Travelogue International Study Project 2021: Toronto
Travelogue International Study Project 2021: Toronto
This is a short travel blog about the International Study Project of 2021.
From October 30th until November 7th, we visited Toronto with 25 students, mainly doing their masters in Econometrics & Actuarial Sciences (the so-called International Study Project). This trip was made as part of the orientation of the participants on opportunities on the labor market abroad. In line with previous years, the main idea is to have sponsoring companies that we could visit both in Amsterdam and in the visited city, to be able to see the difference in how they operate on different locations.
This year there were many corona-related organizational issues (of course). In the beginning, the willingness of companies to sponsor was disappointing, because many companies did not want to commit themselves to anything because of corona. Eventually we found 3 companies that could sponsor us, just like previous years, but we could only visit one of these in Toronto, so we had to look for alternatives for the lost company visits. As a committee and board, we have put a lot of effort into trying to convince new companies to let us visit them in Toronto, but this has yielded us nothing.
We decided to make the trip after all, introducing the participants to studying and working in Toronto in a slightly different way. We decided to do this in the form of tours, and if they weren't offered by external parties, we led these tours ourselves. For example, we created a walking route through Toronto's (big!) financial and business district. Then one of us led this tour. This approach proved to work well: because we toured ourselves, we were able to focus on stories and places that were especially relevant for our students.
Self-guided walking through the financial district
We also decided to visit two universities, where we wanted to compare a more practical university (Ryerson University) with a larger, more classic university with an expansive campus (University of Toronto). Fortunately, at Ryerson University, we were able to get last-minute organized tours, where we were shown around the campus, which was quite fully equipped. We also noticed that a lot of emphasis was placed on supporting students, such as free tutoring, and on side activities, such as sports and associations. Unfortunately we couldn't get any tours at the University of Toronto, but we were forwarded an extensive tour in advance from an employee, which was normally given by her. Many buildings were closed on campus, but it was still interesting to make a comparison between Ryerson University, University of Toronto and the UvA.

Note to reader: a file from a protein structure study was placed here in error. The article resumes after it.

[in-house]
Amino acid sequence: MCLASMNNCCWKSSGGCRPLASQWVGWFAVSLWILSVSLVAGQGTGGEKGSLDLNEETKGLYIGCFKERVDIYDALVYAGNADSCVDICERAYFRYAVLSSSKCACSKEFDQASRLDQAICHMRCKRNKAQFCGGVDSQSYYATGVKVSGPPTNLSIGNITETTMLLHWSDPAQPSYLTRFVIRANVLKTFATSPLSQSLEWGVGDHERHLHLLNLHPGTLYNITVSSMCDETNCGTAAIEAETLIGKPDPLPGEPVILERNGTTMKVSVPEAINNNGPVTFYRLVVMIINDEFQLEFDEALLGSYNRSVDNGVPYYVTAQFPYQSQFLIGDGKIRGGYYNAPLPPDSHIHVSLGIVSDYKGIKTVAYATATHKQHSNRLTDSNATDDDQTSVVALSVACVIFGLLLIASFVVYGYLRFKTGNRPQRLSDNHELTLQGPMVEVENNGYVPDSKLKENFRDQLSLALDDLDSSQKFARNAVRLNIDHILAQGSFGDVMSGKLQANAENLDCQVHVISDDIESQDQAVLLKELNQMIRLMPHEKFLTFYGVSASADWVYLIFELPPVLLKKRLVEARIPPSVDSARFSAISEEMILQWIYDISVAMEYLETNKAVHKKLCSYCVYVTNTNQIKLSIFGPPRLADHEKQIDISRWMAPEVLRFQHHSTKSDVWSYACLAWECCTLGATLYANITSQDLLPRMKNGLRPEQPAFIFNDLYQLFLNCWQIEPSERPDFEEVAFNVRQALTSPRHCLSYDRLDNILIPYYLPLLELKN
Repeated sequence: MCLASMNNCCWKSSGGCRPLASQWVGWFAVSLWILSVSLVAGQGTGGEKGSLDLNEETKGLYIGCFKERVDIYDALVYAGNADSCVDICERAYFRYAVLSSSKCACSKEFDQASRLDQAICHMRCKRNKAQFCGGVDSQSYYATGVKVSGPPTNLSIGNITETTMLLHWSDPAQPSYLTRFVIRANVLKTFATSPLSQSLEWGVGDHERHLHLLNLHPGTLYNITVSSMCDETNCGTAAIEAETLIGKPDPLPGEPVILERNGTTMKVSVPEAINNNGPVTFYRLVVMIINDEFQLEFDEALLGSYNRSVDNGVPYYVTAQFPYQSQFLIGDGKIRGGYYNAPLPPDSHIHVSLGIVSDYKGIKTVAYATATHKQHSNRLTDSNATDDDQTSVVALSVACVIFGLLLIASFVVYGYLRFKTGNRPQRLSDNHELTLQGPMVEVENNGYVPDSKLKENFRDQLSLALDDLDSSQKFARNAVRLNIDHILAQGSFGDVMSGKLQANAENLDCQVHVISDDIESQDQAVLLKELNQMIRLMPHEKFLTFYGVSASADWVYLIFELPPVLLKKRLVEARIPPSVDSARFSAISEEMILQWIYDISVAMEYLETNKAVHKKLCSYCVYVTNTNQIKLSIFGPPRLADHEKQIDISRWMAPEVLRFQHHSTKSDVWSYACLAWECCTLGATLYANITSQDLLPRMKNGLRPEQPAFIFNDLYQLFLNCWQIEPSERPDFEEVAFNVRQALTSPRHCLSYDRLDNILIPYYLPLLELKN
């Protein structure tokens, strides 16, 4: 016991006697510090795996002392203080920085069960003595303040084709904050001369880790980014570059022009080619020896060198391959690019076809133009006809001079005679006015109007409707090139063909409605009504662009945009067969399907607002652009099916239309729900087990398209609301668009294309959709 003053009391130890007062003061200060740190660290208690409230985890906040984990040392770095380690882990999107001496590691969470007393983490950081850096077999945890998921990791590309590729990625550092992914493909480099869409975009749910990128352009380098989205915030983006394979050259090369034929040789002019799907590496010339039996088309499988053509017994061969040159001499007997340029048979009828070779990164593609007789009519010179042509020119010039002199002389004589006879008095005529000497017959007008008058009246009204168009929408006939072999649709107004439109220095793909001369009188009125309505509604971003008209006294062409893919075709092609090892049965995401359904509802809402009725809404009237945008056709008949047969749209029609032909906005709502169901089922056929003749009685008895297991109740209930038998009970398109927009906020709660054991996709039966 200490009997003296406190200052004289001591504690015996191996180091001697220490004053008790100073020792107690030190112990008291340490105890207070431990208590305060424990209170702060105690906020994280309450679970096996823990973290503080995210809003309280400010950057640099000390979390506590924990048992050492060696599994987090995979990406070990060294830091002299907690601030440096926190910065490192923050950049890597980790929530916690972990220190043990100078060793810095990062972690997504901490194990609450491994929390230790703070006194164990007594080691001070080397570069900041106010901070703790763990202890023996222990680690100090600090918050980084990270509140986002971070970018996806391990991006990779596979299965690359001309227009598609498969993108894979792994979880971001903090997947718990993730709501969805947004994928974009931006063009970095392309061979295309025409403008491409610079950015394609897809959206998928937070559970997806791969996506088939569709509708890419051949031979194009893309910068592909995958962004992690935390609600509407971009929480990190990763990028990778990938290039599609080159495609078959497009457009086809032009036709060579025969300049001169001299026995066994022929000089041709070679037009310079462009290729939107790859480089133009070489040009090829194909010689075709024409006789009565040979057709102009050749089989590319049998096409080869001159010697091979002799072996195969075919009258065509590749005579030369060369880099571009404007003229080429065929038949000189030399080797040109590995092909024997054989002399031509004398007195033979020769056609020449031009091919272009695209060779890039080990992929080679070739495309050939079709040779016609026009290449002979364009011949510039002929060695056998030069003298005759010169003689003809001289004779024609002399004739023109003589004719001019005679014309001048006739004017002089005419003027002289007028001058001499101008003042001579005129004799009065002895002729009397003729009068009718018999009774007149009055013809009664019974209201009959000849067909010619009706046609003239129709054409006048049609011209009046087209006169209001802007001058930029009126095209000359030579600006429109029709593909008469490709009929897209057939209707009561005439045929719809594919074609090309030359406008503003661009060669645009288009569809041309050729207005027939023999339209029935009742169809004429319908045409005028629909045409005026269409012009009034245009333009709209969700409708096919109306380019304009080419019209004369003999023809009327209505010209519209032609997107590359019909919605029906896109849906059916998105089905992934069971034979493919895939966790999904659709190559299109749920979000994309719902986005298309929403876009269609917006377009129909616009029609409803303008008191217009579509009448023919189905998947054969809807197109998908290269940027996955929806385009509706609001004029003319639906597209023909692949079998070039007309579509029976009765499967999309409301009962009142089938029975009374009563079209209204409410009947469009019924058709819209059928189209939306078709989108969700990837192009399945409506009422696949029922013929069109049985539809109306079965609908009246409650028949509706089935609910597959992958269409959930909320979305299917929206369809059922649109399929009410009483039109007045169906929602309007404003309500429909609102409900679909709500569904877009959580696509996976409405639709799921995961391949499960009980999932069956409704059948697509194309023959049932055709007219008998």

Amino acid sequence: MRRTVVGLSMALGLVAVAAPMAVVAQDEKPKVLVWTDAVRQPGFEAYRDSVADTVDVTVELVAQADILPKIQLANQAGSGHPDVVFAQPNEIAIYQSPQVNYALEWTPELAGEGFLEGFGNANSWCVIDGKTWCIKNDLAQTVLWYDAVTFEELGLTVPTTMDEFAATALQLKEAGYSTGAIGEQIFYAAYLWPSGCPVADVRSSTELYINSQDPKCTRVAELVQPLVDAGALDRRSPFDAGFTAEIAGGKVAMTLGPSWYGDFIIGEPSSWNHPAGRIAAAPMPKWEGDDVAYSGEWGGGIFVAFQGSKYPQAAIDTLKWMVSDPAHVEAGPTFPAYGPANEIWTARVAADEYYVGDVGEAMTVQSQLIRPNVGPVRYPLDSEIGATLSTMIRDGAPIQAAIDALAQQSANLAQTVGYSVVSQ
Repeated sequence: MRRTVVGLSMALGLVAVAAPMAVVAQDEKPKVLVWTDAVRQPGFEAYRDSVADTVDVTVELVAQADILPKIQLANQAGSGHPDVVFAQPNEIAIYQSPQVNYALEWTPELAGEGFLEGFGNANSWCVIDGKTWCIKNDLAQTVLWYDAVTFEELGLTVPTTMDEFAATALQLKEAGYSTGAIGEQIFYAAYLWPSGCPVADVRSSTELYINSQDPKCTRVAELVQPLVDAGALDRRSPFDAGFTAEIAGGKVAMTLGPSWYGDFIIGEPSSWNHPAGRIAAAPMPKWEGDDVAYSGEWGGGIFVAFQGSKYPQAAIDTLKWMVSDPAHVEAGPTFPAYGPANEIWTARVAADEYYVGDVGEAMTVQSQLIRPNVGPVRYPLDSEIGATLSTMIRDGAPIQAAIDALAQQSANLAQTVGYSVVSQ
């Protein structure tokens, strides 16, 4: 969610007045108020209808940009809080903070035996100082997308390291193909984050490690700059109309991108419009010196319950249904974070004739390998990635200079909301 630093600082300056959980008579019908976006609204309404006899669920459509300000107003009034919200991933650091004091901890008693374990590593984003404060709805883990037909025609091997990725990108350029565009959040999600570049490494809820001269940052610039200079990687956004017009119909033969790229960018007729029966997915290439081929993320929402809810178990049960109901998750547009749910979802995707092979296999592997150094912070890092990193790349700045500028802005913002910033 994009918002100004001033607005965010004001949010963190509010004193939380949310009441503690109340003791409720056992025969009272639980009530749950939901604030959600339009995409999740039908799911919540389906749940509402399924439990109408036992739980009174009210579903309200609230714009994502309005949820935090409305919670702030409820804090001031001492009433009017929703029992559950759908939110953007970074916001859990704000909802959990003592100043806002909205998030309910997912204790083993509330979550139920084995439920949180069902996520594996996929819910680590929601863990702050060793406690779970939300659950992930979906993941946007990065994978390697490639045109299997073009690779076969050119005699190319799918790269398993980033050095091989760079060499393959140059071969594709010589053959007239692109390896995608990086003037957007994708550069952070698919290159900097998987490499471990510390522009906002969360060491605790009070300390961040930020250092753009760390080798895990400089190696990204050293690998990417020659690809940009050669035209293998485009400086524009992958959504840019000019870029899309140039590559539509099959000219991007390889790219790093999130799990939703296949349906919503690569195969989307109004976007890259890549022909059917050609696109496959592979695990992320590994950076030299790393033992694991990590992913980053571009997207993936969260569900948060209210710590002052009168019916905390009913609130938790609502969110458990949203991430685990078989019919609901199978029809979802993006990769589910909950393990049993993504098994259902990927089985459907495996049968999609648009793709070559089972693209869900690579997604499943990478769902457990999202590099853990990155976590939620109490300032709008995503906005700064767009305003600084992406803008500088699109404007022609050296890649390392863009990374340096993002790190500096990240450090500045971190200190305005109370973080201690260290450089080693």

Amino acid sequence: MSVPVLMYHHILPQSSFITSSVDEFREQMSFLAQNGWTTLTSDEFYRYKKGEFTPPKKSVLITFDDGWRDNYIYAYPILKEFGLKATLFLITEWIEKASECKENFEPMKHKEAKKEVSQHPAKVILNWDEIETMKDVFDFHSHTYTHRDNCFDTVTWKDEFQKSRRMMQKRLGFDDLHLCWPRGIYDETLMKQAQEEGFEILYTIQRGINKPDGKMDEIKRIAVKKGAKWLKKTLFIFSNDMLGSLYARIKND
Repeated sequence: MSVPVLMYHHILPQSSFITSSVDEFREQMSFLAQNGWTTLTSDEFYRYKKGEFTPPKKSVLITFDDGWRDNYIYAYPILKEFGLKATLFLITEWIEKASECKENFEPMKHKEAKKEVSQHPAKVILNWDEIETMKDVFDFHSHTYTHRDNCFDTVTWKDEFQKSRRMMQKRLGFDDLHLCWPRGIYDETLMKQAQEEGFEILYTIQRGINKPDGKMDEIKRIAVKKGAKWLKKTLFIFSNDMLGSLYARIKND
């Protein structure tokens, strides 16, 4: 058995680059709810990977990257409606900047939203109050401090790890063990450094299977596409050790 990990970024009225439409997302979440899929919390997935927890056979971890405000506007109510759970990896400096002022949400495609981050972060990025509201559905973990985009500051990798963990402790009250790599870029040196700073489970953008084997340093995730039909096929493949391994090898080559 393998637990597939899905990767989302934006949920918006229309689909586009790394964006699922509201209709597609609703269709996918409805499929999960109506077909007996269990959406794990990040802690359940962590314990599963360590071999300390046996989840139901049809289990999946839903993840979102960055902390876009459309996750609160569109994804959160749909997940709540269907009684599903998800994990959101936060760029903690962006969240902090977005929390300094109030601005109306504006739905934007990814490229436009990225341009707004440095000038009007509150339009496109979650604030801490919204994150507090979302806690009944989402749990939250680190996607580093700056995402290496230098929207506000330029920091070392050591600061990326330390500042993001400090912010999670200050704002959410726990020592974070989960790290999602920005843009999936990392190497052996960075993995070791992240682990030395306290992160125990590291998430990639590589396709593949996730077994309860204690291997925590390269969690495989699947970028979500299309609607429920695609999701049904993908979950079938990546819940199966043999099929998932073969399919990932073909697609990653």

Self-guided walking tour at the University of Toronto
Another day was devoted to an in-house day at MSG – one of our sponsors – that had specially converted its office to introduce us to their working method. This location of MSG, the so-called Cookhouse Labs, focuses on creating innovations for insurance companies. During the morning, we got a crash course in how they did that and in the afternoon, we were challenged to come up with a solution for insurers to tackle climate change. This was a special experience, because our group of students is not always used to coming up with ideas in a creative way, as our studies are often focused on individually solving (mathematical) problems. More information about our day, and a report, can be found on their website: https://cookhouselabs.com/recap-our-first-hybrid-event-ft-university-of-amsterdam/
Inhouseday at Cookhouse Labs
Of course we also did activities to get to know the group and the city well. Among other things, we did a day tour to Niagara Falls. Through the hotel we were able to hire an old school bus with a driver who took us there and picked us up. Many students have also attended a Maple Leafs ice hockey game, we dined together a lot and we visited several museums and places of interest.
Visit to CN Tower
Trip to Niagara Falls
Ice Hockey Match of the Toronto Maple Leafs
When I look back on the trip, I see that it has given me some new insights. I am myself a master's student of Econometrics at the UvA, and I found it a very valuable experience to get to know my fellow students well. Because the participants were selected on CV by the sponsoring companies, I hung out with other well-performing students during the trip, and it was very inspiring to find out what they want to do in the future and what they think of our studies. During a trip – no matter where – you get the opportunity to get to know the group of fellow-students better. The group became a lot closer because most of us didn't have mobile data in Toronto and because of the time difference with the Netherlands - in this way we were 'forced' to get to know each other well. This is something that you would achieve a lot less quickly during an event close to home.
I think that I would like to study abroad at some point in the future, and I am sure that the visit to the universities has contributed considerably to my impression of this. I can now make a better decision where, what and whether I would like to study outside Europe.
We can conclude that the trip was a very fun and unique experience, and all participants we encountered after the trip look back positively on it. Although the trip would have been a lot more beautiful and valuable if there were fewer corona measures, I think we have adapted well to the circumstances and we have still been able to provide a valuable interpretation.
We would like to sincerely thank the Amsterdam University Fund for making their sponsorship money available and hope that we will be able to set up numerous beautiful trips together in the coming years.
On behalf of the International Study Project 2021 committee, written by Lucas Barnhoorn
November 30th, 2021